Two years after the earthquake that killed hundreds of thousands and left over one million people homeless in Haiti, the Secretary General of the Organization of American States (OAS), Jose Miguel Insulza, is calling on the international community to re-focus and re-think its aid co-ordination efforts in Haiti, and to work with the government and recognized authorities in this regard. The Head of OAS said that while some progress has been made since the earthquake, more can be achieved through better coordination.
He added that "two years have passed and yes, progress has been made. We have seen the rubble being cleared and the vulnerable being relocated in some cases, but there are still approximately half a million people living in tents. To address this more effectively, I think all stakeholders, including the NGO's, international donors, and agencies must re-commit to coordinating and working with the Haitian authorities in the new year.” Secretary General Insulza also added that 'aid agencies working in Haiti certainly mean well, but we must all ensure that there is co-ordination with local and national authorities in the delivery of assistance.”
"This year, millions of dollars in aid will again be allocated to Haiti by the international community and various agencies. This is an ideal opportunity to re-assess under Haitian leadership what has been achieved to date, where the new priorities are, and where we can all do better,” he said.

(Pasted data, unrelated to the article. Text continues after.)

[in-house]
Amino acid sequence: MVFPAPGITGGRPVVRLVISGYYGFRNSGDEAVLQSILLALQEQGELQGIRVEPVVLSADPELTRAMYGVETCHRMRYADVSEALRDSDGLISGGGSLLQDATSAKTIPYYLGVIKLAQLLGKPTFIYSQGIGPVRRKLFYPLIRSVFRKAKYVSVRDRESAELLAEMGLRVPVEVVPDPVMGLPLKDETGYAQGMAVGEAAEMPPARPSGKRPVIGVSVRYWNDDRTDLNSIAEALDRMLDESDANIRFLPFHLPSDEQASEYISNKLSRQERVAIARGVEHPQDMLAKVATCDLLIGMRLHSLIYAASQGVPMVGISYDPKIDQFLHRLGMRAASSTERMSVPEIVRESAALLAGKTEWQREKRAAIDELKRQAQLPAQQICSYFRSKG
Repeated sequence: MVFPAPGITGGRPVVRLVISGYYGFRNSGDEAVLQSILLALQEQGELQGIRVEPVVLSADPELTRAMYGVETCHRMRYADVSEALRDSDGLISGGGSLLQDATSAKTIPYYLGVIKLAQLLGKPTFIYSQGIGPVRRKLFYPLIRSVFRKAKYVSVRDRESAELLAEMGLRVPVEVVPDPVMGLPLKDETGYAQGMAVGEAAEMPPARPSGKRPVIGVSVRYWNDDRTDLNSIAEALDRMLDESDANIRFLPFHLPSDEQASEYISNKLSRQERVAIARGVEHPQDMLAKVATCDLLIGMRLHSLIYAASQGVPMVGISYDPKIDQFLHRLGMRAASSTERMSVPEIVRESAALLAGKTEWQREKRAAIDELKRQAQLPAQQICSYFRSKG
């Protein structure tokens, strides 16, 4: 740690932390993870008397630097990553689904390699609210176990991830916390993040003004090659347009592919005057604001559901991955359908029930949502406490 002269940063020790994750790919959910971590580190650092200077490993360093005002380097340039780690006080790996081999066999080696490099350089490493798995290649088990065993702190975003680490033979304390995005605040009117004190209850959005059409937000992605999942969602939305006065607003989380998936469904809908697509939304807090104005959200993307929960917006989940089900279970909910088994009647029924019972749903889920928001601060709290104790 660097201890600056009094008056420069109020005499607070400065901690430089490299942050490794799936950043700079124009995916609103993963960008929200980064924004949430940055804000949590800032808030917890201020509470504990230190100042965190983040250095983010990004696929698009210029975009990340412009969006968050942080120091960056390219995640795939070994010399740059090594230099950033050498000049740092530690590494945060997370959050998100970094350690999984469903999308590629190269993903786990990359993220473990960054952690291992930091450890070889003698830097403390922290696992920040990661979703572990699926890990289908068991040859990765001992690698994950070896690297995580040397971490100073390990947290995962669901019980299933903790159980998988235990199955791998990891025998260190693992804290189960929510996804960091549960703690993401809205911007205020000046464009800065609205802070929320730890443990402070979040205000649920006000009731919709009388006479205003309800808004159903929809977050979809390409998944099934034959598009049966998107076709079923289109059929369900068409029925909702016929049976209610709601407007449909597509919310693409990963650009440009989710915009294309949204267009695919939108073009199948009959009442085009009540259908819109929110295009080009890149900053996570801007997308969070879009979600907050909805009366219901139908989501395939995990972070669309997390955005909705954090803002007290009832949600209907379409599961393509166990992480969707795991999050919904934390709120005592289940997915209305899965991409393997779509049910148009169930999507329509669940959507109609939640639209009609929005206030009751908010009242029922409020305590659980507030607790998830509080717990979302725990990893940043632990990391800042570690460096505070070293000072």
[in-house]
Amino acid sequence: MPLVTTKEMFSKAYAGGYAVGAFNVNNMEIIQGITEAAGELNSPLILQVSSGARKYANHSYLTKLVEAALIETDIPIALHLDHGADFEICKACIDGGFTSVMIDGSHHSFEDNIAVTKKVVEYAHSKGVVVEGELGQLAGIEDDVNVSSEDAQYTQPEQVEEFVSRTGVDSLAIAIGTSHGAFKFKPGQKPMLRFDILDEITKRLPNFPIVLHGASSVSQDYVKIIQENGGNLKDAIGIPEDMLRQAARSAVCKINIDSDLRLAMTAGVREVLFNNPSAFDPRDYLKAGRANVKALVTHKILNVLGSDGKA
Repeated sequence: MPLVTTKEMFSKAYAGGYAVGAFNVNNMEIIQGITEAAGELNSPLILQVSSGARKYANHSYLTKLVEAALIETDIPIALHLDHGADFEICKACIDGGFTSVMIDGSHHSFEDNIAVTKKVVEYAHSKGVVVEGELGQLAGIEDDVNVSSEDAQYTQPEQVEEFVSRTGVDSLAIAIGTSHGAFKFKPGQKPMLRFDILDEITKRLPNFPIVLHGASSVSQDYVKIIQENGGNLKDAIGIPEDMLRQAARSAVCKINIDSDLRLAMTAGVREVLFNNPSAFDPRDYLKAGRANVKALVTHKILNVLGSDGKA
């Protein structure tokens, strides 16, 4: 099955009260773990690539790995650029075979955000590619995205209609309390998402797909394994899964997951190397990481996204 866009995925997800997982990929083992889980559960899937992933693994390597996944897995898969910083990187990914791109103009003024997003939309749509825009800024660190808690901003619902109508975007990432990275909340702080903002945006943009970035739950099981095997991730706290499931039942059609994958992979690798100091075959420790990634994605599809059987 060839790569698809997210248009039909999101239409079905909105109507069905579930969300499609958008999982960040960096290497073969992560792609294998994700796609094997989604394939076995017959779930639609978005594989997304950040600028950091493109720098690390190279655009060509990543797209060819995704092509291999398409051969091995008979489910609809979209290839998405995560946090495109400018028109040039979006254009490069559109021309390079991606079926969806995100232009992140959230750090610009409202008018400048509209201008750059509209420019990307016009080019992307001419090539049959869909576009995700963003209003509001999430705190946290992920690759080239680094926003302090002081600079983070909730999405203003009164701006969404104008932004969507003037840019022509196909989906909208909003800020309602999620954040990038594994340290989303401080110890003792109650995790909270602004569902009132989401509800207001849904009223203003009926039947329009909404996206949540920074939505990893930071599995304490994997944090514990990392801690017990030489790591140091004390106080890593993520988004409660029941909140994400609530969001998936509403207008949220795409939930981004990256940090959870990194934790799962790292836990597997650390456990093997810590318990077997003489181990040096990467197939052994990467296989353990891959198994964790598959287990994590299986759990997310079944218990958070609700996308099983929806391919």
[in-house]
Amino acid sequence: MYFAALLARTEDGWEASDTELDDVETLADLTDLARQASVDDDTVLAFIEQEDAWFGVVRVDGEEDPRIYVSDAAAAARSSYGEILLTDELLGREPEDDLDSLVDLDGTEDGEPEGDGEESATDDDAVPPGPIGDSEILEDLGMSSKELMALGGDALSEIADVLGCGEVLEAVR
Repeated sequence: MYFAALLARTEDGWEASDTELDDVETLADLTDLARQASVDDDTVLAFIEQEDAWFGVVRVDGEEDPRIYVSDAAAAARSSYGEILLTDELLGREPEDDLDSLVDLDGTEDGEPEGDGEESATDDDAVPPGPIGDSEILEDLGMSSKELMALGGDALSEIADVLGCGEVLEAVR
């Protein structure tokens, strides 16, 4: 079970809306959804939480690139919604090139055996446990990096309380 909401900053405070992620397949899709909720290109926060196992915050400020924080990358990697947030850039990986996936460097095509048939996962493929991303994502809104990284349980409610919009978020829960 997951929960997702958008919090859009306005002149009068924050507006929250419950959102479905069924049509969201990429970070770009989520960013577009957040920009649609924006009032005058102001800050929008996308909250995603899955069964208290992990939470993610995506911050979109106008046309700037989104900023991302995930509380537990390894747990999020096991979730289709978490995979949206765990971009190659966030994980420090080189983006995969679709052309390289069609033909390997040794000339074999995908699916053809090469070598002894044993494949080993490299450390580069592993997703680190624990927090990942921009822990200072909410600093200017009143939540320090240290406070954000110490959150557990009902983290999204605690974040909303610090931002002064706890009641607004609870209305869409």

The leader of the hemispheric organization highlighted the work by the Assistant Secretary General, Ambassador Albert Ramdin, on OAS assistance projects in Haiti, and stressed his work on coordinating the Group of Friends of Haiti, which meets at Organization headquarters in Washington.
Meanwhile, Ambassador Ramdin emphasized the need to co-ordinate all action with the Haitian leaders. In his view, Haitian authorities must be empowered. "Along with addressing the physical and infrastructural needs, we must build capacity in Haiti," said Ramdin. "Strengthening capacity will lead to stronger institutions and confidence in Haiti."
Ramdin also believes the time has come for CARICOM and other OAS Member States and countries around the world to seriously explore investment opportunities in Haiti. "The people of Haiti are hard working, talented and creative, but they have been limited in terms of opportunity. If CARICOM and the rest of the world really want to make a difference in Haiti, it’s time to explore investment opportunities," he said.
According to Secretary General Insulza, "the OAS has pledged to keep Haiti high on the agenda in 2012. We will continue to provide support wherever needed. Our long-term commitment is there."
For more information, please visit the OAS Website at www.oas.org.